Koji first came to my attention after releasing split EPs with label mates Into It. Over It and La Dispute. Unlike those two bands, I wouldn’t consider Koji emo or pop-punk like Into It. Over It. Nor is he hardcore and intensely dramatic like La Dispute. But both splits just seemed to work as great marriages between the artists involved. Koji is hard to classify because he has a sound that is both versatile and recognisable. He’s a laid back singer/songwriter with a voice that sounds earnest and warm and songs that seems both simple and thoughtfully crafted, with subtly intimate details.
Fury departs from Koji’s acoustic past but still remains infectious. Musically, it’s more like straightforward indie rock, but manages to stay interesting without the using choirs and violins and other such instruments that Koji has used previously.
Title track ‘Fury’ doesn’t appear to contain a super catchy hook, but it refuses to leave my head. I’ve listened to it so many times over the past few days. Each time the song seems to get better, and each time it gets further entrenched in my mind. I swear my dreams have even had ‘Fury’ playing as the soundtrack for my subconscious adventures.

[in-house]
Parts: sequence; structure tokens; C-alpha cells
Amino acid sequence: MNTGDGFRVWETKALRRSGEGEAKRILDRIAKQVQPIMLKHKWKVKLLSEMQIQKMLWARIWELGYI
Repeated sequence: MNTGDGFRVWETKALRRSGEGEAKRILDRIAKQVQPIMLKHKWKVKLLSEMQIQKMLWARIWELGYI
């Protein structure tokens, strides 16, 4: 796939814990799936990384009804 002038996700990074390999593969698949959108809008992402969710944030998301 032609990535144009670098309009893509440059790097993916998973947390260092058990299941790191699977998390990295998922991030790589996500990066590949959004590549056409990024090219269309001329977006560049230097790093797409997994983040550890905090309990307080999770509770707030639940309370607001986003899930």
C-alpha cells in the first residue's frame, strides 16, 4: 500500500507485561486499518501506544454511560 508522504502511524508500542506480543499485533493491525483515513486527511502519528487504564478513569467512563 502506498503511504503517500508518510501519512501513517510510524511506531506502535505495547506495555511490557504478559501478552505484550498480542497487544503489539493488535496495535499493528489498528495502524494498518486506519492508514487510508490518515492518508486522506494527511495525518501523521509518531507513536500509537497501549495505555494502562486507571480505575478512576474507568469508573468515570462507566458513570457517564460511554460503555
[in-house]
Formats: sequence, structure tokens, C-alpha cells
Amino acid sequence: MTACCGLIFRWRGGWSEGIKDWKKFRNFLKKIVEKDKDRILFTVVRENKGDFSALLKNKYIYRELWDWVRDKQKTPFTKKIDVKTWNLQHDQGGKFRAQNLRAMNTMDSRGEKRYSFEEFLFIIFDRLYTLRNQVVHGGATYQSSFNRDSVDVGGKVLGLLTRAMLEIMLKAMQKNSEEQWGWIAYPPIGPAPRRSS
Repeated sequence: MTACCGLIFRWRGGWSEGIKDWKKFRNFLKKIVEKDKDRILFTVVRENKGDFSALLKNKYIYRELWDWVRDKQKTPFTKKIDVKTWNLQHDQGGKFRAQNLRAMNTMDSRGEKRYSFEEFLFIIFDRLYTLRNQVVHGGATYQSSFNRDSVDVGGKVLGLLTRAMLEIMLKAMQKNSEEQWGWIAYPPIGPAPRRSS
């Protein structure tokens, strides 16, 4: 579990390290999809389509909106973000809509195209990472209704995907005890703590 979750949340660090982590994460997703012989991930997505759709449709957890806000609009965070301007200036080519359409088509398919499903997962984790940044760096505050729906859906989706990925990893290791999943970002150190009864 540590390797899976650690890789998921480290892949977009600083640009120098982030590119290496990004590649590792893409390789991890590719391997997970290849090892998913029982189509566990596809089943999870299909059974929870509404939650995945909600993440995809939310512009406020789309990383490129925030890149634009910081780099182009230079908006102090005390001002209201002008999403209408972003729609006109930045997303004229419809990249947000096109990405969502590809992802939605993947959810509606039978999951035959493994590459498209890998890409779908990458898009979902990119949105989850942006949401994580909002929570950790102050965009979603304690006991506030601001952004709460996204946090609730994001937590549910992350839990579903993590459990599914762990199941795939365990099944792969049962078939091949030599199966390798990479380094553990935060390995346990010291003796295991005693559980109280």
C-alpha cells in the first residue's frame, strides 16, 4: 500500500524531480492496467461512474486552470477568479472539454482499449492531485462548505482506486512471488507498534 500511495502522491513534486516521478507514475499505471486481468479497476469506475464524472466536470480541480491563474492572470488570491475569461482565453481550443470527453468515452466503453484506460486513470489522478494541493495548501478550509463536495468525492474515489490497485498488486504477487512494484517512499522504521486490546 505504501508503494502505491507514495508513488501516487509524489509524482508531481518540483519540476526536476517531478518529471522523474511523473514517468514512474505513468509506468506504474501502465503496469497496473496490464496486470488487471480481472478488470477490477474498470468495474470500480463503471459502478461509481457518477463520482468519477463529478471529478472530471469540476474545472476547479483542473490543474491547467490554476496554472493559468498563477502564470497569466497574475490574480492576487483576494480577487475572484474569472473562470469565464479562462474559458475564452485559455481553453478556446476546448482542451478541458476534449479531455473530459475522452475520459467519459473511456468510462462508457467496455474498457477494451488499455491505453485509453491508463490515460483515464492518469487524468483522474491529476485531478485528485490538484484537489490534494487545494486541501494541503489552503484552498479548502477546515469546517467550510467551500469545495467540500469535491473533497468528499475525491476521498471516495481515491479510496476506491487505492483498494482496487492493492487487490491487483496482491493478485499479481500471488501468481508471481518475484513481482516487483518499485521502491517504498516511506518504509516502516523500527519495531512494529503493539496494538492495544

The following three songs continue with the earworm treatment as well. “Breaking And Broken” is ridiculously catchy with its rhyming choruses, as is ‘Everyday’, with its repeated lines and memorable guitar lines. Closing track ‘Question’ rounds off the EP perfectly by slowing down the pace but keeping up the mood.
There’s a fuzzy shoegaze vibe that permeates throughout the songs, whilst still remaining carefree and upbeat; a formula of Silversun Pickups and early Smashing Pumpkins with a bonus dose of happiness to offset depression.
Fury is thoroughly addictive, with each listen fueling the need for another. I just cannot get enough of it. Go have a listen and get hooked yourself.